When classes resume on Aug. 22 at Marburn Academy, the Northland private school for young people with ADHD and other learning differences will have more than 170 students.
"The most we've ever had," spokeswoman Nancy Paul said last week.
This marks Marburn Academy's 31st year of operation. It is now located in a former elementary school building at 1860 Walden Drive.
The growth is most apparent at Marburn Academy High School, where two modular classrooms and a commons area have been added from last year, school officials announced.
Grades nine through 12 will start the academic year with close to 50 students, according to head of high school Mindy Bixel.
"We've just steadily added students over the years," Bixel said, noting the high school had 18 students when she started as a teacher at Marburn nine years ago.
Bixel has been head of high school for four years.
"I think the word is out," she said. "I think our reputation is solid. The community now knows and trusts that we are actually the school we say we are."
"We figured that over the past five years, we have averaged over a 6-percent growth in enrollment, and so this to jump to 10 percent in this period of recession, we find that to be significant," Paul said. "We really feel that our message, a school that's specifically designed to serve children who are ADHD and dyslexic ... to offer and prepare children for college, is what we do best; it's what makes us different."
Academy officials frequently point out that, in spite of their learning difficulties, 100 percent of Marburn graduates are accepted into college.
This comes at a steep price: slightly under $20,000 annually for lower and middle division students and closer to $21,000 at the high school level, by some accounts. However, Paul pointed out that many students attend on scholarships, including a new one this year called the Jon Peterson Special Needs Scholarship Program, named for former state Rep. Jon Peterson, a special needs advocate.
The program allows students who have an individualized education plan, "which means they qualify for special education services from their home school," to transfer that funding to another school, according to Paul.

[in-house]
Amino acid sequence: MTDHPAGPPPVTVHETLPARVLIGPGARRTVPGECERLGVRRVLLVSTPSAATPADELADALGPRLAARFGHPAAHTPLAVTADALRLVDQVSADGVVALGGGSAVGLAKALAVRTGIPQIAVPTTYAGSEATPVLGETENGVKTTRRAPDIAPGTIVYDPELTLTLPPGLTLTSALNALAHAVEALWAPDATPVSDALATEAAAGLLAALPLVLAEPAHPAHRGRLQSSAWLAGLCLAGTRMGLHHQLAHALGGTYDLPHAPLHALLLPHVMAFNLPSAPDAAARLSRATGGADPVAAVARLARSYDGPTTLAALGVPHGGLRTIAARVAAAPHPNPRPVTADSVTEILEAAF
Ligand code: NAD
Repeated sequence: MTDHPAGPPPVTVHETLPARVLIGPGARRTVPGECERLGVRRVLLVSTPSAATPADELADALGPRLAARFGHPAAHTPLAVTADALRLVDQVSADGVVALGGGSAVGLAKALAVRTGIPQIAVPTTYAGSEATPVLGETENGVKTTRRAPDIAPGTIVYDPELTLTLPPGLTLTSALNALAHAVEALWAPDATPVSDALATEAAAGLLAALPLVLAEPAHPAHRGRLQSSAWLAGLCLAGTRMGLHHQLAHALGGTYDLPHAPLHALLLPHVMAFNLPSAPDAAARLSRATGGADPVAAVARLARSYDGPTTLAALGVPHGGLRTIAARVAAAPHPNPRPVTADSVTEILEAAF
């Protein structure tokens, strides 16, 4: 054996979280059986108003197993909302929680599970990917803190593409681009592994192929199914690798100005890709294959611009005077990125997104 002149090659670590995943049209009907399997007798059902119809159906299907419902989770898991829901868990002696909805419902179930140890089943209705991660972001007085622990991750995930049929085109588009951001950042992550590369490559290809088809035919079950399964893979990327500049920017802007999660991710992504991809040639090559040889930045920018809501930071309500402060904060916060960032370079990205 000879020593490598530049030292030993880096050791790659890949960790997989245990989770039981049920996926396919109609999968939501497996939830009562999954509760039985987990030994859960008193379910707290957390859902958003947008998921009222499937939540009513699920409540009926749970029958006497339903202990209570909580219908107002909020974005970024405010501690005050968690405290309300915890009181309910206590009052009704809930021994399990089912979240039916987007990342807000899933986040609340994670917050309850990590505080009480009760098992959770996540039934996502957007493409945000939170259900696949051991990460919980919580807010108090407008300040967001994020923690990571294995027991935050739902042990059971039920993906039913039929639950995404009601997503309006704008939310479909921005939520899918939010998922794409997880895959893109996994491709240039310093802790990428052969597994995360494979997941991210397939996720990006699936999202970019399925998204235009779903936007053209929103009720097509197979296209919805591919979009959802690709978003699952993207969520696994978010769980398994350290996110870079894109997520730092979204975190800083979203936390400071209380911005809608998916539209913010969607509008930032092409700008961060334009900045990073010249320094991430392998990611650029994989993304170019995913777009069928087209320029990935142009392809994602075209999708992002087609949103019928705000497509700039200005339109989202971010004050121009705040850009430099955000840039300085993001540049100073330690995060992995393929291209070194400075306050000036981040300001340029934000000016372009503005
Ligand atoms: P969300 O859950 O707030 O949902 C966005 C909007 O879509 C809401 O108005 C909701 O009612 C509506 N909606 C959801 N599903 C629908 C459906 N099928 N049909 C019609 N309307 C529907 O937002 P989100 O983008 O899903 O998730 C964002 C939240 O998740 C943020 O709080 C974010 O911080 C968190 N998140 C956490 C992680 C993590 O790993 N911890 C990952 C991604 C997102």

"For example, a student diagnosed with ADHD or dyslexia receives extra funding from the state because they qualify for special education," Paul wrote in an email. "Now that extra funding would follow the student to a school like Marburn for help paying for tuition."
According to the school's website, Marburn Academy raises more than $350,000 each year to provide direct financial aid. In addition, a tuition loan program allows families to defer a portion of the payments until the student transitions or graduates from Marburn Academy.
Financial aid packages can include both direct grants and loans. Also, many families qualify to deduct tuition costs from their federal income taxes.
The unprecedented increase in the number of students attending Marburn Academy High School has also resulted in additional faculty members, according to Bixel. When she joined Marburn, there were three teachers. Now there are five full-time instructors.
"It's fun to watch them grow," Bixel said of the students. "They come in at all different levels, obviously. Some are confident when they walk in the doors. Some are very cautious and timid and not sure they can succeed. It's nice to see those students grow into their own confidences."
She added that students graduating from Marburn are able to "advocate for themselves at the next level" regarding the type of education they need.